According to CMS, health spending continued to grow at a slow rate last year at the Office of the Actuary (OACT). In 2013, health spending grew at 3.6 percent and total national health expenditures in the country reached $2.9 trillion, or $9,255 person. The annual OACT report shows health spending continued a pattern of low growth – between 3.6 percent and 4.1 percent for five consecutive years.
Other findings from the report include:
Medicare spending, which represented 20 percent of national health spending in 2013, grew 3.4 percent to $585.7 billion, a slowdown from growth of 4.0 percent in 2012. This slowdown was primarily caused by a deceleration in Medicare enrollment growth, as well as net impacts from the Affordable Care Act and sequestration. Per-enrollee Medicare spending grew at about the same rate as 2012, increasing just 0.2 percent in 2013.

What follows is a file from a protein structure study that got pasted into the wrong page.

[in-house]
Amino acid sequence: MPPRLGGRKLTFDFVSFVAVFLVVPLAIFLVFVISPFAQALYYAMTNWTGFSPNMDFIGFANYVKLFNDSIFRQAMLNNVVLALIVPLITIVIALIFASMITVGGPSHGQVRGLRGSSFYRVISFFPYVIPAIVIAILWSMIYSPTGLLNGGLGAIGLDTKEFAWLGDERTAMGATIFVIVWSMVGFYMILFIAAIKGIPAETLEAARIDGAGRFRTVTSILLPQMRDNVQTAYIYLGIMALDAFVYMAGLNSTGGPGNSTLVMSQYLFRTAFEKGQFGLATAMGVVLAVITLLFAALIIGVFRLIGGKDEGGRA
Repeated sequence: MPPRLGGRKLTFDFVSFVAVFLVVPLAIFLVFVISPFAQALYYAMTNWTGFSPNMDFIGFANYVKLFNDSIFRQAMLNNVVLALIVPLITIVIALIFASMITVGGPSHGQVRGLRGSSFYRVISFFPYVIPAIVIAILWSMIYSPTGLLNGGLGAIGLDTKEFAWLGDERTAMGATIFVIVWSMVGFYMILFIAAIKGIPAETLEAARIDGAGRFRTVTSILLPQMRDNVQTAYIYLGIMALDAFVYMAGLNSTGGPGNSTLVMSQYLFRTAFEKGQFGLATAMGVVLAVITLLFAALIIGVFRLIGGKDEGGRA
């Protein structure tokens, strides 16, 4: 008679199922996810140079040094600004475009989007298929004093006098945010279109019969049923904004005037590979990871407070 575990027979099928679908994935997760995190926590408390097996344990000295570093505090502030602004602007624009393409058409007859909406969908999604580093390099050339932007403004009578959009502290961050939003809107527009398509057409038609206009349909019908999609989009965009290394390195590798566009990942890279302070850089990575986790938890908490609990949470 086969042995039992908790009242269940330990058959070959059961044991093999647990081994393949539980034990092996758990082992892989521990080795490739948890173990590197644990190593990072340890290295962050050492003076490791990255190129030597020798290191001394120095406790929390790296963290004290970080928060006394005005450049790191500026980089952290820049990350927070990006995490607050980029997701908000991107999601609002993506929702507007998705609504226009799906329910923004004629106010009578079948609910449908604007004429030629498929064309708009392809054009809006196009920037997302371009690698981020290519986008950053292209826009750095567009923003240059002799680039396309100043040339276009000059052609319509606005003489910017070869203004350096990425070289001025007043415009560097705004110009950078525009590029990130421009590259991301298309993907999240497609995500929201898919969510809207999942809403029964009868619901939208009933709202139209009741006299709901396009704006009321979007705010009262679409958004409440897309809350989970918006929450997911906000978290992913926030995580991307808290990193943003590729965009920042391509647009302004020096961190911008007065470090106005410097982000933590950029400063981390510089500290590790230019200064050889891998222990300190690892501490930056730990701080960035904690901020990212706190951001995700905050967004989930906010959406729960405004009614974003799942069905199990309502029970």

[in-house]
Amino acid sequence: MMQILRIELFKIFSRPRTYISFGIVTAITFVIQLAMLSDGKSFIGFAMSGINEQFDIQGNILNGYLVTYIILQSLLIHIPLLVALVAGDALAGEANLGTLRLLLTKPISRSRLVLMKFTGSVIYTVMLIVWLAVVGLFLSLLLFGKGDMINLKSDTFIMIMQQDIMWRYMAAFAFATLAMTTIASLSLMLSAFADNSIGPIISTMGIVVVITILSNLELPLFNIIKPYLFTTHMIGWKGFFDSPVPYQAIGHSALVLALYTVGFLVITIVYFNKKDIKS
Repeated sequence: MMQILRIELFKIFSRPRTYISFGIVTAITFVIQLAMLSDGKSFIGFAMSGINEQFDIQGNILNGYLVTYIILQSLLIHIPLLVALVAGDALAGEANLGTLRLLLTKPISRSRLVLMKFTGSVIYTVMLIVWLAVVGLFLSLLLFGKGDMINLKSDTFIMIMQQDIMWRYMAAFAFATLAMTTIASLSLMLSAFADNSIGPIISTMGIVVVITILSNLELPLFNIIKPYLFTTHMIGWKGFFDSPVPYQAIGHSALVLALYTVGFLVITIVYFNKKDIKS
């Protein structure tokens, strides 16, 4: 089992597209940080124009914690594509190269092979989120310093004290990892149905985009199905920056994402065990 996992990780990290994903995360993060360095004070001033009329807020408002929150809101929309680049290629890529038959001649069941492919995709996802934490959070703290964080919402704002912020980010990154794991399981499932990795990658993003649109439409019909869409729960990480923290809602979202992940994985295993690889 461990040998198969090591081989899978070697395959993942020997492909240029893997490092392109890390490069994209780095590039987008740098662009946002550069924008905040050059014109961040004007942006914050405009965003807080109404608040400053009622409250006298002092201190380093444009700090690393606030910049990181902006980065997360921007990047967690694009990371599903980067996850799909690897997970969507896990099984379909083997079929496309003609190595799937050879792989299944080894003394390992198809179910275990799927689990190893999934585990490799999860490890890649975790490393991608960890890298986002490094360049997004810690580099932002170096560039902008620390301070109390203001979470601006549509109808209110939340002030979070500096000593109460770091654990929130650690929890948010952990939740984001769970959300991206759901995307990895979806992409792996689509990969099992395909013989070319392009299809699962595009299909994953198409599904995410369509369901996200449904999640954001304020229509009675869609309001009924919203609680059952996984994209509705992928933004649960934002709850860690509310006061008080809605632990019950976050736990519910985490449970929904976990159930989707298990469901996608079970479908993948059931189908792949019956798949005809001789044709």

Medicaid spending grew 6.1 percent in 2013 to $449.4 billion, an acceleration from 4.0 percent growth in 2012. Faster Medicaid growth in 2013 was driven in part by increases in provider reimbursement rates and some states’ expanding benefits.
Spending for physician and clinical services increased 3.8 percent in 2013 to $586.7 billion, from 4.5 percent growth in 2012. Slower price growth in 2013 was the main cause of the slowdown, as prices grew less than 0.1 percent. Growth in spending from private health insurance and Medicare, the two largest payers of physician and clinical services, experienced slower spending growth in 2013, while Medicaid growth accelerated as a result of temporary increases in payments to primary care physicians.
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